DE PERE — Russell Allen crops 750 acres of corn, soybeans and wheat.

But what makes his operation unique isn’t the number of acres — it’s their location.

For the past four decades, the Allen family’s cropland has included 80 acres owned by the Norbertine Community of St. Norbert Abbey. The religious order’s 158 total acres house a church and related buildings, which are virtually surrounded by crops.

In addition, the Norbertines’ tranquil property, acquired in the 1950s, is bordered on the east and west by heavily trafficked streets, and on the north and south by residential areas in the city of De Pere and village of Allouez, communities in the greater Green Bay metropolitan area.

“It’s definitely a little different than the other acres I farm. But I like it,” said Allen, 66, whose farm is eight miles away in the rural Brown County town of Glenmore.

“Everyone at the abbey treats me extremely well. In return, I treat them really well. I make sure there’s no mud on the roads — I pressure wash the tires before we go back through the city after we’re done with the harvest. We’ve always had a very good relationship. It works out for everybody.”

Fr. John Kastenholz, who serves as the liaison between the abbey and Allen, said the Norbertines are pleased with their long-standing partnership.

“He’s been doing this for many years, and it has gone very smooth,” Kastenholz said. “We like to use the land for useful purposes, and he maintains it well. He alternates the types of crops he plants, and we have a lot less land to mow now too.”

The Norbertine Community of St. Norbert Abbey has roots dating back to Norbert of Xanten in the 12th century. Its mission today is to be of service to area Catholic churches, especially by way of serving as pastors and ministers in area parishes and in managing and promoting Catholic schools and education.

Allen recently finished harvesting soybeans at the abbey, after poor weather conditions this fall kept him out of the fields longer than he anticipated. All of the abbey’s 80 acres of farmland feature one crop per season.

“Originally, I was planning on switching to wheat next season, but now it’s looking more like corn,” Allen said.

The logistics of farming in the middle of a city requires careful planning, Allen said.

“You’ve got to be super cautious when you’re driving to the abbey and leaving there,” Allen said. “It’s not like driving in a field in the country where you can relax. You have to be extra alert. You have to be prepared for unexpected things to happen. And you have to pick a time when traffic might not be as heavy. We don’t want to go there during rush hour.”

Allen said local law enforcement departments have been “extremely nice and helpful.”

“Last year we broke a hydrostatic hose on the corner of Webster and George streets (which can be a congested intersection),” he said. “They helped me out — stayed until someone came and put a new hose on.

“Another time, when Webster was being worked on, they called me and gave me a police escort right down Main Street. You don’t get a lot of police escorts like that in the country.”

Allen’s farming roots date back decades. His late parents, Alvin and Alice, bought a dairy farm and 160 acres in 1935. Of their 11 children, Allen was the youngest boy and fourth youngest overall. At the age of 5 he began milking the herd of 32 black and white Holsteins.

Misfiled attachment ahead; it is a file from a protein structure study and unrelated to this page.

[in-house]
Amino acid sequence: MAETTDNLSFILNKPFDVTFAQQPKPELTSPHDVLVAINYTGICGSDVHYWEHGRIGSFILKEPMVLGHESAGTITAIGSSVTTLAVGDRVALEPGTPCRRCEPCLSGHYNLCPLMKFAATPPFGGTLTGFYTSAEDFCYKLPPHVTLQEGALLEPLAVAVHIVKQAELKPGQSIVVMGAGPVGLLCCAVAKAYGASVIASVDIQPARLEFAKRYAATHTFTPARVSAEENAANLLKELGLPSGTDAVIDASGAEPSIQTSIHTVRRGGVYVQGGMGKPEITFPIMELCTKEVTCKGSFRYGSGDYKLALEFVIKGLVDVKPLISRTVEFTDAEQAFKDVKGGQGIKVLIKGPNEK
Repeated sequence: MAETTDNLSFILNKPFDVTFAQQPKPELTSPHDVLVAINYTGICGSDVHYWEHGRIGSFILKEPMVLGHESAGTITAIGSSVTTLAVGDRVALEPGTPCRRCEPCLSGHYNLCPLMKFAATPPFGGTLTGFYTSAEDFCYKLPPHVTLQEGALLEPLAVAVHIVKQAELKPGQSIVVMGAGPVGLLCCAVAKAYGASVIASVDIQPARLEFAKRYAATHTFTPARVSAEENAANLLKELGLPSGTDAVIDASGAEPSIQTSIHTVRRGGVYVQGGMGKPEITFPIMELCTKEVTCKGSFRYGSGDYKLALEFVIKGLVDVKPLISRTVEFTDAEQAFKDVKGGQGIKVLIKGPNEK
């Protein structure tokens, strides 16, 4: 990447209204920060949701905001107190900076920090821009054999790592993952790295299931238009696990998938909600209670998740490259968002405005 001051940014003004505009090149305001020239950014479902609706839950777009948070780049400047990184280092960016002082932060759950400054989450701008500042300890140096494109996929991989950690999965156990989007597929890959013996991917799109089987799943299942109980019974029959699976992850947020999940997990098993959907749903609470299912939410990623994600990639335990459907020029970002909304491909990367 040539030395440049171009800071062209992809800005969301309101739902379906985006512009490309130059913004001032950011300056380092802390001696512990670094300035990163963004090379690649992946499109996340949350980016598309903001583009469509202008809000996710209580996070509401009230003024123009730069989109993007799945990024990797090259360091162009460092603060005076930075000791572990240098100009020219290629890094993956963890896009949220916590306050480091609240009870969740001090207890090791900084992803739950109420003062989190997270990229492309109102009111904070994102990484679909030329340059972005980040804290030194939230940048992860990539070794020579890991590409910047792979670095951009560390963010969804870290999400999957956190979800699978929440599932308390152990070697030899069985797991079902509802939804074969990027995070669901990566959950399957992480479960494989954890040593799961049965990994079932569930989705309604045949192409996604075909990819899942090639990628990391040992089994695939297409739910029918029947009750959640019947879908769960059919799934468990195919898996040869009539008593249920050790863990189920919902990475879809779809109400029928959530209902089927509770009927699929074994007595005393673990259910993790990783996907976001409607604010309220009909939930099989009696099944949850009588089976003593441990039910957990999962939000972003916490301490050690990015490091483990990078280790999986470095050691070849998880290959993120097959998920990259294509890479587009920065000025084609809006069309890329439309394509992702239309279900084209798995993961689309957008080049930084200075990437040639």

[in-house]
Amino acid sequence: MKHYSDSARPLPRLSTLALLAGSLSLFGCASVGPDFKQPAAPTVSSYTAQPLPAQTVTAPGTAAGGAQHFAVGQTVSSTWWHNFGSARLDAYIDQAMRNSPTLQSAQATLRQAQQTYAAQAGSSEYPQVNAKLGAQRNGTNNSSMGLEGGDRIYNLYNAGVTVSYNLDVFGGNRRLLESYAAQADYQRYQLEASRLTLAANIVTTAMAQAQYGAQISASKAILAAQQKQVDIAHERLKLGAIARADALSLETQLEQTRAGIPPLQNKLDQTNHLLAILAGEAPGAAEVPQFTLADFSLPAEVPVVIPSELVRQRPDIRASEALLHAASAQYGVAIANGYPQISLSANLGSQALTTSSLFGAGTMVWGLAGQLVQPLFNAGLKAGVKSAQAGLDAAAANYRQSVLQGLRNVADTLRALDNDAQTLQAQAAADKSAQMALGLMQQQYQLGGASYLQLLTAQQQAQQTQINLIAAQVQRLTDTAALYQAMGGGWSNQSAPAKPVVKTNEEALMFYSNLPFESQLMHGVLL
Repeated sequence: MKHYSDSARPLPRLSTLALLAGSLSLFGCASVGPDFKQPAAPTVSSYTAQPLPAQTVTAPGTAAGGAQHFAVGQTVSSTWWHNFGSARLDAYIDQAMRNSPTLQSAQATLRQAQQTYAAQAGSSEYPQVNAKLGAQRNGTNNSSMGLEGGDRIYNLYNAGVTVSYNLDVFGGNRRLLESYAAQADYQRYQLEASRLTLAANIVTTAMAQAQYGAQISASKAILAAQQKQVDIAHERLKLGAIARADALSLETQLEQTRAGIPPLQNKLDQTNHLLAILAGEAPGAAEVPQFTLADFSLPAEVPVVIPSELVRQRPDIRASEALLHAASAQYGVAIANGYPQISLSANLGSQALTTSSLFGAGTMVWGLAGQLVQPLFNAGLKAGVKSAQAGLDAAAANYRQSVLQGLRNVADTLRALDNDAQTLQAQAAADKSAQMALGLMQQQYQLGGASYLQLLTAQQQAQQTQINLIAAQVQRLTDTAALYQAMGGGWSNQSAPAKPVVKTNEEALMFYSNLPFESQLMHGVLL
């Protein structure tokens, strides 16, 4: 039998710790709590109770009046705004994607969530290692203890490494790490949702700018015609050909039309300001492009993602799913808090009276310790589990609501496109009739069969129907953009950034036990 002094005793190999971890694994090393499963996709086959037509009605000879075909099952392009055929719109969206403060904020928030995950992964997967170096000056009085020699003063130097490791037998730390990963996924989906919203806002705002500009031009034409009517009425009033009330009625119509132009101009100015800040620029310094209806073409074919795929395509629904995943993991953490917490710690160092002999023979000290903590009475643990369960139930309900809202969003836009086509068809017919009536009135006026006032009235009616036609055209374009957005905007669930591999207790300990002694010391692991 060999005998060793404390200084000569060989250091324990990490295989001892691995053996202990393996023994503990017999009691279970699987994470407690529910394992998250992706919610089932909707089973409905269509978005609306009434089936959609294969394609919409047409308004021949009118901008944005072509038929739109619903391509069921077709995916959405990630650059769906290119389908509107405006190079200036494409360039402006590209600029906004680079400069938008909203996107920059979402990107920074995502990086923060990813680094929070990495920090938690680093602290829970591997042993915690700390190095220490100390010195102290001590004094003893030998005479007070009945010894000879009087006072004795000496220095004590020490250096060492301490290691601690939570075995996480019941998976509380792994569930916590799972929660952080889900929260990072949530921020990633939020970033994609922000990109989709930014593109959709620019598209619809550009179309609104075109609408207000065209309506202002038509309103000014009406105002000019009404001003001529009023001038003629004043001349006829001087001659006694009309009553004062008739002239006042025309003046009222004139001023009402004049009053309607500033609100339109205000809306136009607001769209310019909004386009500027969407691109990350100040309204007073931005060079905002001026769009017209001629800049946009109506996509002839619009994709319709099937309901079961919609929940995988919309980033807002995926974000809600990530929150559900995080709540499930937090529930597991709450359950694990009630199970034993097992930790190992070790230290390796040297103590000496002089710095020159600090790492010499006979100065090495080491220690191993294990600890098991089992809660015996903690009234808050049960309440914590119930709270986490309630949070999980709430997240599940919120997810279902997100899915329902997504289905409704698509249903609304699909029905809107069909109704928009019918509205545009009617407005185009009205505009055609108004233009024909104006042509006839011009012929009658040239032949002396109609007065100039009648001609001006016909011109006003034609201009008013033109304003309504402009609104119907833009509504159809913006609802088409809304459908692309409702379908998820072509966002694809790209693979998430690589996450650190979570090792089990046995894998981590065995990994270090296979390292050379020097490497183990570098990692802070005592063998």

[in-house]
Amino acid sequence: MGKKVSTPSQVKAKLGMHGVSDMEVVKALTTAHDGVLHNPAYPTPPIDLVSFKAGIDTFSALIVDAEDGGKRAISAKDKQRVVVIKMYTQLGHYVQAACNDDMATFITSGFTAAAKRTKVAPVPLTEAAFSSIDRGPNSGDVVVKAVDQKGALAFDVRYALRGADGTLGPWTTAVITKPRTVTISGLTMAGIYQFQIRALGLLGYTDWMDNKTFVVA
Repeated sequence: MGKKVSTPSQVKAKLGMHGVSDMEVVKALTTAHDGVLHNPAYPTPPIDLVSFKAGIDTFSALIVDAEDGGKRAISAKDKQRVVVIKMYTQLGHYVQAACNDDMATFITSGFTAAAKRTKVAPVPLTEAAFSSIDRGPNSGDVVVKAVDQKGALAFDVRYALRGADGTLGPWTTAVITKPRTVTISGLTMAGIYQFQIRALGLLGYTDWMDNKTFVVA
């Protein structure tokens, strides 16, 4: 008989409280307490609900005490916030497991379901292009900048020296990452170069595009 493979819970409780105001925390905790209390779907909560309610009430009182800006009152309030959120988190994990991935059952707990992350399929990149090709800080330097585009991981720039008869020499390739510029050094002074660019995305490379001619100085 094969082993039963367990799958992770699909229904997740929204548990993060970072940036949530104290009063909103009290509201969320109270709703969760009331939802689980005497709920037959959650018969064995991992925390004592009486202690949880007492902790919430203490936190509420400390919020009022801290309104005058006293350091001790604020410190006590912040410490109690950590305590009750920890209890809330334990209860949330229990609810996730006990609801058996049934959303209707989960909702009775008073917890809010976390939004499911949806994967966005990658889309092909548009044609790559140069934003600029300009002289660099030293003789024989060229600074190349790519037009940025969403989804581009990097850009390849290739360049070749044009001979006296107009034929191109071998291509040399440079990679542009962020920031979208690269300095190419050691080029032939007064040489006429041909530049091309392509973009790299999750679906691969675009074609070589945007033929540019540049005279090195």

Allen’s father retired in the mid-1980s, so Allen and several siblings formed a partnership to continue dairy farming. Over time, the partnership whittled down to Allen.

After years of dealing with lingering problems relating to stray voltage, Allen auctioned off the cattle in 2004 and has been crop farming ever since. The 750 acres he farms includes owned and rented land, including the abbey’s 80 acres.

Allen’s mother worked in the abbey’s kitchen, which is how the family found out about the farming opportunity.

“The people at the abbey were looking for somebody to rent it and farm it,” said Allen, noting his sister, Yvonne Baumann, also worked in the abbey kitchen for several years. “My dad agreed to farm the land, and we’re still doing it today.”

Interestingly, Allen said, “My mom’s claim to fame from working there was one time (Green Bay Packers coach Vince) Lombardi brought the team there to eat and my mom was in charge of ordering the steaks. She ordered the right amount of steaks, but they ended up one steak short because Lombardi brought one extra person. So he came in the kitchen and chewed my mom out. She kind of chuckled about it.”

In his younger days, Allen regularly traveled to the abbey with his father.

“We always rotated corn and alfalfa and would haul the hay home with chopper boxes — that distance (eight miles each way) was quite a hike,” he said. “And there were times back then we’d be changing wagon tires in traffic when we were hauling hay.

“Now it’s just corn, beans or wheat. And I have a 1,000-bushel grain cart that I use.”

Because the abbey’s farmland is a few hundred yards east of the Fox River and adjacent to a sizable pond, wildlife can take a toll on Allen’s crops. He estimates Canada geese damaged about five acres of soybeans this year and spread waterhemp in the process. White-tailed deer also frequently traverse the grounds.

Nonetheless, Allen said, “because everybody at the abbey is good to work with, I just put up with the wildlife damage and move on to the next season.”

And it’s nice, he said, to connect with the abbey’s neighbors, even in passing.

“You see a lot of older people who’ll stop on the sidewalk and watch us planting and harvesting,” Allen said. “You can tell they were farm people who now live in that area. They all wave at me.”